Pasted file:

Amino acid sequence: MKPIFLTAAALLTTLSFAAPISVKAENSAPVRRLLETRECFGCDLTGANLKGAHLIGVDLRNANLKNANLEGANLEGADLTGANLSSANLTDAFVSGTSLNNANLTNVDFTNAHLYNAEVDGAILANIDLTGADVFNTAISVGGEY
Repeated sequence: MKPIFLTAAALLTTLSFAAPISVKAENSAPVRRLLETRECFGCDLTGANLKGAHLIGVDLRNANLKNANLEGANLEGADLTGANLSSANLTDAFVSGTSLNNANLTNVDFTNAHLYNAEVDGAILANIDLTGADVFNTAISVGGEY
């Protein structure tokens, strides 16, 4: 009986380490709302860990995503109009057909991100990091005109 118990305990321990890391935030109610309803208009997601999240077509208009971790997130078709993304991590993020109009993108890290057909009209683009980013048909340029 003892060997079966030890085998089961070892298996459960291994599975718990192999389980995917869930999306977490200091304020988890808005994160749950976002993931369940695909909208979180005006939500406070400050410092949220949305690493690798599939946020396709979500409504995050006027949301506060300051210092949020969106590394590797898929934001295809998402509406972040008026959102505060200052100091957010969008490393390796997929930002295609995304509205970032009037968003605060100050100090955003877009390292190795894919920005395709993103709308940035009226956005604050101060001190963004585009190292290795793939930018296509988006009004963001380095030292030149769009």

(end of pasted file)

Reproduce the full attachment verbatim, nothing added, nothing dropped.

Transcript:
Amino acid sequence: MKPIFLTAAALLTTLSFAAPISVKAENSAPVRRLLETRECFGCDLTGANLKGAHLIGVDLRNANLKNANLEGANLEGADLTGANLSSANLTDAFVSGTSLNNANLTNVDFTNAHLYNAEVDGAILANIDLTGADVFNTAISVGGEY
Repeated sequence: MKPIFLTAAALLTTLSFAAPISVKAENSAPVRRLLETRECFGCDLTGANLKGAHLIGVDLRNANLKNANLEGANLEGADLTGANLSSANLTDAFVSGTSLNNANLTNVDFTNAHLYNAEVDGAILANIDLTGADVFNTAISVGGEY
């Protein structure tokens, strides 16, 4: 009986380490709302860990995503109009057909991100990091005109 118990305990321990890391935030109610309803208009997601999240077509208009971790997130078709993304991590993020109009993108890290057909009209683009980013048909340029 003892060997079966030890085998089961070892298996459960291994599975718990192999389980995917869930999306977490200091304020988890808005994160749950976002993931369940695909909208979180005006939500406070400050410092949220949305690493690798599939946020396709979500409504995050006027949301506060300051210092949020969106590394590797898929934001295809998402509406972040008026959102505060200052100091957010969008490393390796997929930002295609995304509205970032009037968003605060100050100090955003877009390292190795894919920005395709993103709308940035009226956005604050101060001190963004585009190292290795793939930018296509988006009004963001380095030292030149769009």